“I have followed the happenings of the OLG over the past few years and I understand that they have somewhat fallen out of favour in the eyes of the general public, which I thought was a little unfair. I do believe that the vast majority of the staff there are honest, hard working, decent people and I thought with strong leadership from the board of directors that they should be able to restore an image that they rightfully should have,” Godfrey said.
“The tarnishing of the image didn’t take place overnight and the restoration of it won’t take place overnight either. I do believe that in the seven or so months that I have been there, that my colleagues on the board and I have sort of pointed it in the direction which someday, hopefully in the near future, that people will applaud the great work of the OLG, and the government will recognize that it has a very valuable asset that’s being well run for the benefit of the taxpayers of the province of Ontario.”
But it will be quite a task for Godfrey and the board to tackle, nonetheless. The Ontario agency has been plagued by scandal over the past few years which included accusations of questionable spending practices. The scandal led to the downfall of OLG chief executive officer Kelly McDougald and the rest of the board. A permanent CEO is a few months away from being named.
It also faced concerns over insiders winning big lottery payouts and the sting of foreign-made cars being awarded as prizes while the domestic automakers were teetering on bankruptcy.
“These are all things which sort of deflated the image of the OLG,” he said. “I can’t unring the bell, but what I can do is set the OLG in a new direction, which hopefully will ensure that those types of mistakes are not made in the future.”
With his experience as chairman of Metropolitan Toronto, the president of the Toronto Blue Jays and head of the Canwest newspaper chain, Godfrey certainly knows the virtues of spin doctoring and the benefits of a good public relations campaign. These, he concedes, are needed more than anything else to right the ship at the OLG.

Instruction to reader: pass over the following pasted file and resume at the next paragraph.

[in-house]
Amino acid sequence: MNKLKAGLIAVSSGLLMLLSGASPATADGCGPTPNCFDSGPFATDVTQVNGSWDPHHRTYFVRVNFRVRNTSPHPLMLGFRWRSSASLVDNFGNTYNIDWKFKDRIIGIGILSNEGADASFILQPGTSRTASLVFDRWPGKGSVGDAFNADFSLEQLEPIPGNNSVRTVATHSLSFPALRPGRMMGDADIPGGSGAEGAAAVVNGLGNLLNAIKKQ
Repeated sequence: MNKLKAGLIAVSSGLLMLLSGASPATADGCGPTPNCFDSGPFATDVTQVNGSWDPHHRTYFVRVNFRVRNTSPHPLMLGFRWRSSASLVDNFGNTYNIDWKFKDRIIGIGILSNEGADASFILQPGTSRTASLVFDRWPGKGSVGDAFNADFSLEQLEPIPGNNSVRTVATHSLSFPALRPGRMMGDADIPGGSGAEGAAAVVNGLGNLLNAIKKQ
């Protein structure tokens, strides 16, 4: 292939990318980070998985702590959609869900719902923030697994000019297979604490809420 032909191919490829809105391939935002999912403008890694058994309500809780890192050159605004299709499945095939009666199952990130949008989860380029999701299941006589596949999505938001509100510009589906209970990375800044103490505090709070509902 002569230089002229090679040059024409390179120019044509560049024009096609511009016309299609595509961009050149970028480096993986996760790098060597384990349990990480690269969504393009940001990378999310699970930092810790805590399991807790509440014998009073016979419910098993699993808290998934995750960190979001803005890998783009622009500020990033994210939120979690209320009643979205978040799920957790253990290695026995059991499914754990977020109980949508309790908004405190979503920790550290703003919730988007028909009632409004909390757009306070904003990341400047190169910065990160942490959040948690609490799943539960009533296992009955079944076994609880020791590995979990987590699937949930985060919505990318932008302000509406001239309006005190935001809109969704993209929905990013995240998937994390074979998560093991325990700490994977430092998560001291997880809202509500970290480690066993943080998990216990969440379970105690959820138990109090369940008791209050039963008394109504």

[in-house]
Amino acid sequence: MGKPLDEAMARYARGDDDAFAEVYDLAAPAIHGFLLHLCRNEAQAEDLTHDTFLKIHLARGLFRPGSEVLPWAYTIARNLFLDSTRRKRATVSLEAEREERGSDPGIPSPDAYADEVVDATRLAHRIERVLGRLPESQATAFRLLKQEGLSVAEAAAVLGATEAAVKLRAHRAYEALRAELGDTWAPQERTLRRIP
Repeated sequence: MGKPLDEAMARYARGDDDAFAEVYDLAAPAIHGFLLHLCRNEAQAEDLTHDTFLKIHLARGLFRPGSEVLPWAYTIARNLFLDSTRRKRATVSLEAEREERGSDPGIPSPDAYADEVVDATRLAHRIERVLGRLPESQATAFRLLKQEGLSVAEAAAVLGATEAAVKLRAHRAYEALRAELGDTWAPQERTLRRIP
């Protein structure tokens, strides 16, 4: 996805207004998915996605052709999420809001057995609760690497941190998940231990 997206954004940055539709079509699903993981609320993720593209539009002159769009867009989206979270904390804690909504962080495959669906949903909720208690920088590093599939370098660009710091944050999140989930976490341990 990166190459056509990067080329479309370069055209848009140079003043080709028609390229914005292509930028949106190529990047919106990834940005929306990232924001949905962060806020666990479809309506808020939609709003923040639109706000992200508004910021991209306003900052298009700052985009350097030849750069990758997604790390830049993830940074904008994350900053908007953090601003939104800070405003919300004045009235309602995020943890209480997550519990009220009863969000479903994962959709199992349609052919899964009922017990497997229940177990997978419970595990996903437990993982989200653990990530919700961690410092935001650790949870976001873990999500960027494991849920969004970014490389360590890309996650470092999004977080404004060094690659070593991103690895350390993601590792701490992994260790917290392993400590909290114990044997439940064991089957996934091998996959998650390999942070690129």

“I think that we have got to put a good management structure in place, which we are working on. We have to put a new CEO in there that is given the tools to do the job and also to really enunciate in a very clear way all the positive things the OLG does in this province,” he said.
“It’s important that the chairman of the board and the board members help restore the image of the OLG and to make sure that the public really appreciates the work that they are doing.”
Godfrey said he and his board can help shape the image of the OLG by demonstrating to the sceptical public all that it has and can do for the province. He points to the number of charitable organizations which it helps and the billions of dollars that it puts back into Ontario’s coffers each year.
“I’m not sure how many taxpayers would prefer to anti-up their share of roughly $2 billion more each and every year to carryout the services that the province of Ontario gives the people of Ontario.”
Biggest challenge ahead
But the biggest challenge still lies ahead for Godfrey and the rest of his board members as they get set to launch Internet gaming in the province sometime in 2012.
The corporation plans to launch online gaming sites in a bid to capture some of the estimated $400 million to $500 million that Ontario residents spend annually on off-shore Internet gaming. Currently, Ontarians do not have access to online gambling websites, which are not regulated or licensed to operate in Ontario.
This has been labelled by the public and opposition as a money grab. They further claim it will fuel even more cases of gambling addiction.
But Godfrey argues that the residents will find ways to quench their gambling thirsts nonetheless, so the province might as well benefit from the new craze already in place in countries such as Denmark and Great Britain.
By Scott Anderson